How Genetics helps Healthy Ageing

Genetics is central to healthy ageing – however the genes you are born with are not a life sentence. How often have you heard someone worrying about their risk of a heart attack because it runs in the family, or the centenarian who claims the secret of a long life is choosing your parents carefully? In other words, that our risk of disease and how well we age is down to the genetic hand we were dealt at birth. The truth is quite the opposite.

Genetic nutritioneering

It’s now clear that our genes are remarkably porous; constantly responding to changes in our environment. Diet, micronutrients, toxins, love and affection, trauma and loss can all affect them. In fact, if you could see the genes in your body as points of light as they turned on and off, you would look like a firework display.

This has huge implications for anyone trying to improve their chances of a healthy old age by changing their lifestyle. No longer is genetic engineering something confined to research labs packed with millions of dollars of high-tech equipment, it is something that you can literally do on the kitchen table. The way to change the behaviour of your genes, even some of those inherited heart-attack ones, is with a good supply of omega-3 fats, healthy levels of vitamin D, eating a low-GL diet that keeps your blood sugar down and taking exercise.

The Methuselah worm

The gene–lifestyle link was first discovered when a top American geneticist became curious about exactly why calorie restriction (CR) had such a dramatic effect not just on lifespan but on ageing healthily. Professor Cynthia Kenyon of the University of California, San Francisco, wondered if the diet could be having a direct effect on gene activity, so she cut back on the calorie intake of a number of tiny roundworms just a millimetre long, which are the genetics researcher’s ‘lab rat’.

She found that one gene in particular was turned off by the CR diet. To her big surprise, it was one that normally made more insulin available. Even more of a surprise was the finding that turning the insulin gene off turned on another gene that controlled a cascade of extensive cell-repair processes. By tinkering with these genes she was able to breed some worms that lived for twice their normal 20-day lifespan.1 With more sophisticated techniques, she’s been able to genetically engineer a strain of roundworm that lives healthily and actively for an astonishing 144 days. The human equivalent of 450 years!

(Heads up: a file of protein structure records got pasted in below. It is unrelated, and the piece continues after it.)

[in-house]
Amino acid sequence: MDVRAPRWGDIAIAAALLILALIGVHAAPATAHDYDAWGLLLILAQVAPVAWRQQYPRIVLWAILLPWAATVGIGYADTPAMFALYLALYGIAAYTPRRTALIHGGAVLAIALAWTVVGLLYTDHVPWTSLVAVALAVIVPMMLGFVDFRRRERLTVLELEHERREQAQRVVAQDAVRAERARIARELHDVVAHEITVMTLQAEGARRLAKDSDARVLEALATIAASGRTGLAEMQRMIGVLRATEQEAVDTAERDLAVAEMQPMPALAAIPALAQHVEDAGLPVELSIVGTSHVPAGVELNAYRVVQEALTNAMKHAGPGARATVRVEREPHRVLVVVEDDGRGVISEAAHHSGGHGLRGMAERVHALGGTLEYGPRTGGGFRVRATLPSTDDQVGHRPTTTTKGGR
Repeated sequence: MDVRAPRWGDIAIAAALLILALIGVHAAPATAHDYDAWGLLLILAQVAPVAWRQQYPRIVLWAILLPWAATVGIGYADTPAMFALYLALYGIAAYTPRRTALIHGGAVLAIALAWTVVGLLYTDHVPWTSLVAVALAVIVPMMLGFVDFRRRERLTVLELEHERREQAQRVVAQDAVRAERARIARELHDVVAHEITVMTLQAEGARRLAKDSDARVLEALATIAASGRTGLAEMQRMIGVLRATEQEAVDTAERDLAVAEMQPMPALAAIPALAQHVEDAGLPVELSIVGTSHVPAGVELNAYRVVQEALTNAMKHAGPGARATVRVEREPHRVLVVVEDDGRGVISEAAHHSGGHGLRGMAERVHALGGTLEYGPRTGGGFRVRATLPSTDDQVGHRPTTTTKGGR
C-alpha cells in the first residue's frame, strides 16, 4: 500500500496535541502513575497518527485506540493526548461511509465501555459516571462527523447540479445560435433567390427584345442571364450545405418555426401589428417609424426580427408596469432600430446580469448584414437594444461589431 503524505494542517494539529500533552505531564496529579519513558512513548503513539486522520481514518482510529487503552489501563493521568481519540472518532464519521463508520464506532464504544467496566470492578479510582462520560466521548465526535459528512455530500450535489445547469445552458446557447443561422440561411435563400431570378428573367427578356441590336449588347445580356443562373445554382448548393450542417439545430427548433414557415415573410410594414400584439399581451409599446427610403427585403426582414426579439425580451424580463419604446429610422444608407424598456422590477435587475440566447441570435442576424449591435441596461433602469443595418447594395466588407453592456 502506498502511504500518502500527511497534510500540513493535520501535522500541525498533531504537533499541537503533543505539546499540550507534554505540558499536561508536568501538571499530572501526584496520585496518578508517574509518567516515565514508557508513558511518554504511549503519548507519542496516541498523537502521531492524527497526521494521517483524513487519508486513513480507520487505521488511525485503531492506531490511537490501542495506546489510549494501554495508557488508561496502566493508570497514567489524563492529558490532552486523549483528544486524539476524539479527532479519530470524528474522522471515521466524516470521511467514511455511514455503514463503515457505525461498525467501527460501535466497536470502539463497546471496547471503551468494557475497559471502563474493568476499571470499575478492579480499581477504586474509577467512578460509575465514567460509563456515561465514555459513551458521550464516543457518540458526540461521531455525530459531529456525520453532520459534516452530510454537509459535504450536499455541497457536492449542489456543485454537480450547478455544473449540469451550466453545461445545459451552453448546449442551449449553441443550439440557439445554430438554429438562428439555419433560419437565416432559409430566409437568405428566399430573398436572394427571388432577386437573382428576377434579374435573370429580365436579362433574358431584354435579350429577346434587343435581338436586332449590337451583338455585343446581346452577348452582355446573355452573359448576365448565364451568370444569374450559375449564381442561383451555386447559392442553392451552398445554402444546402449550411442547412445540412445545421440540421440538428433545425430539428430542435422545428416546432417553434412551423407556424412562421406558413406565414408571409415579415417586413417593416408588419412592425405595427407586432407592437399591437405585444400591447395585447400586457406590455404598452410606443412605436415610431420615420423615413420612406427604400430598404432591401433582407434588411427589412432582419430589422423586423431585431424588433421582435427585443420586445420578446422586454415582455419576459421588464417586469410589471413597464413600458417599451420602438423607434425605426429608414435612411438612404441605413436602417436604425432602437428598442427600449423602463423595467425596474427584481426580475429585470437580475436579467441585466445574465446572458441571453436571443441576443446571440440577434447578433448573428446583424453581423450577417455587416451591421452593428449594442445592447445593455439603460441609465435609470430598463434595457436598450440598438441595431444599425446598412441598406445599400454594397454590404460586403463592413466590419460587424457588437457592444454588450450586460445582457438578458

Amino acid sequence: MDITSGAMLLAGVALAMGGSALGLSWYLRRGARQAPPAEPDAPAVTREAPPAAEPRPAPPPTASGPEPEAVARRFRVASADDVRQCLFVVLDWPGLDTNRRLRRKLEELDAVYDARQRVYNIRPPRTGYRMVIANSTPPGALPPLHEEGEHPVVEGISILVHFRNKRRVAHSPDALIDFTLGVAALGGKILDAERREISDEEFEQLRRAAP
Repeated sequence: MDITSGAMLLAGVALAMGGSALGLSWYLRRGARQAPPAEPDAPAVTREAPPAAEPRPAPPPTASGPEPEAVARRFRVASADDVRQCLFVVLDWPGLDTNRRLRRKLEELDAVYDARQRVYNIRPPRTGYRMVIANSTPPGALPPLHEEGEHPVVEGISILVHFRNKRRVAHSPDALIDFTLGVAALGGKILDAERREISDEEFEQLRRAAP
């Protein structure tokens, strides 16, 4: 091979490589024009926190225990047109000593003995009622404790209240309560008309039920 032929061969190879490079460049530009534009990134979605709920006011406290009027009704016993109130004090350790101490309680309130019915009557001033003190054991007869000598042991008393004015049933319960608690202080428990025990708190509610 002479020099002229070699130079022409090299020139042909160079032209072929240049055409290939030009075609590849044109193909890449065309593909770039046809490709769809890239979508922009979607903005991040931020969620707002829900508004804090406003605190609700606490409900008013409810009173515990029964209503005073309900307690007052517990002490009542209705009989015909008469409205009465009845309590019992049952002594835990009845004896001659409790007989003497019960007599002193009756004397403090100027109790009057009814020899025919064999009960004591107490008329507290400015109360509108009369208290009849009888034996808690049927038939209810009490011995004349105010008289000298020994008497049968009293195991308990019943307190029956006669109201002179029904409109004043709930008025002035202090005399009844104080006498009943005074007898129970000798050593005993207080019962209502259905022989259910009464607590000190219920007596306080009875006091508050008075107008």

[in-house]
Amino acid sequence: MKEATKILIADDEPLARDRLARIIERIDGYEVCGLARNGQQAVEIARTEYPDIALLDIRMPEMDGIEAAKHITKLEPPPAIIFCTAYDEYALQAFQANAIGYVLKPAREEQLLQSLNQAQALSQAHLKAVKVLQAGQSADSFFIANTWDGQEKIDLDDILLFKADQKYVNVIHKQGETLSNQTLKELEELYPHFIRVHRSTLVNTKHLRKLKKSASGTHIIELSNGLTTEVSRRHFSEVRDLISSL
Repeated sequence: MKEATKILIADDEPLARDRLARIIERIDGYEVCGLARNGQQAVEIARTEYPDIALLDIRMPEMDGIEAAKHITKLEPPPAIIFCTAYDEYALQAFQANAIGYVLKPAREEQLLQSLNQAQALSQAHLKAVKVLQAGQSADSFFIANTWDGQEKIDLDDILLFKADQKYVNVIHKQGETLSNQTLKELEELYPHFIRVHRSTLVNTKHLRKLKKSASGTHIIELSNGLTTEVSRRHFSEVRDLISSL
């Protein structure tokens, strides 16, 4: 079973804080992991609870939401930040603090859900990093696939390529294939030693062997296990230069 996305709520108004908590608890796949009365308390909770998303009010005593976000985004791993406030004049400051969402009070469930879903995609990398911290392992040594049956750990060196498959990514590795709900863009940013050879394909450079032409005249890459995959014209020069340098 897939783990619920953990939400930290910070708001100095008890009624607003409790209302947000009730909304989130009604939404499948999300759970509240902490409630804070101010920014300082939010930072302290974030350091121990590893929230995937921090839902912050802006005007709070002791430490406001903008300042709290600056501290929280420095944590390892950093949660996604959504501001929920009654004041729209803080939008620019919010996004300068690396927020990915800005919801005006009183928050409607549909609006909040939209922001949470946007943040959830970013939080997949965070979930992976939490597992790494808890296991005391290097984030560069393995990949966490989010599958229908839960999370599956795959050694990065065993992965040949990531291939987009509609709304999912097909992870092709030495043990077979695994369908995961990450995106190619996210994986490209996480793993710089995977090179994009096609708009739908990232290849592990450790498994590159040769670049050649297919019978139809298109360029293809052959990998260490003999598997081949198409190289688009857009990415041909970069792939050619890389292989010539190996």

Discovering this genetic mechanism opens the way to making healthy lifestyle changes in a much more focused way. It has also revolutionised ageing research, according to Jeff Holly, Professor of Clinical Sciences at Bristol University. ‘Ten years ago we thought ageing was probably the result of a slow decay, a sort of rusting,’ he says, ‘but [Cynthia Kenyon] has shown that it’s not about wear and tear but instead it is controlled by genes. That opens the possibility of slowing it down.’

Insulin – the secret ageing hormone

The key to slowing ageing could be in keeping the amount of insulin in your bloodstream down. So, all those refined sugars and carbs that you just can’t resist when you eat out could be speeding up the rate at which you are ageing. Dr Kenyon’s discoveries about what the genes in her long-lived worms were doing suggests that too much insulin is crucial in not just diabetes but in other chronic diseases as well. ‘We jokingly called the first gene the Grim Reaper,’ says Kenyon, ‘because when it’s on, which is the normal state of affairs, [the worms’] lifespan is fairly short.’

The second one had such a remarkable effect on the worms’ health that it was quickly nicknamed ‘Sweet Sixteen’, because it reduced the worms ‘age’ and turned them into teenagers. Kenyon had stumbled on a genetic Shangri la – the fictional valley where people barely aged.

Fortunately, humans have an equivalent to Sweet Sixteen (called Foxo) and turning that gene on has a number of...

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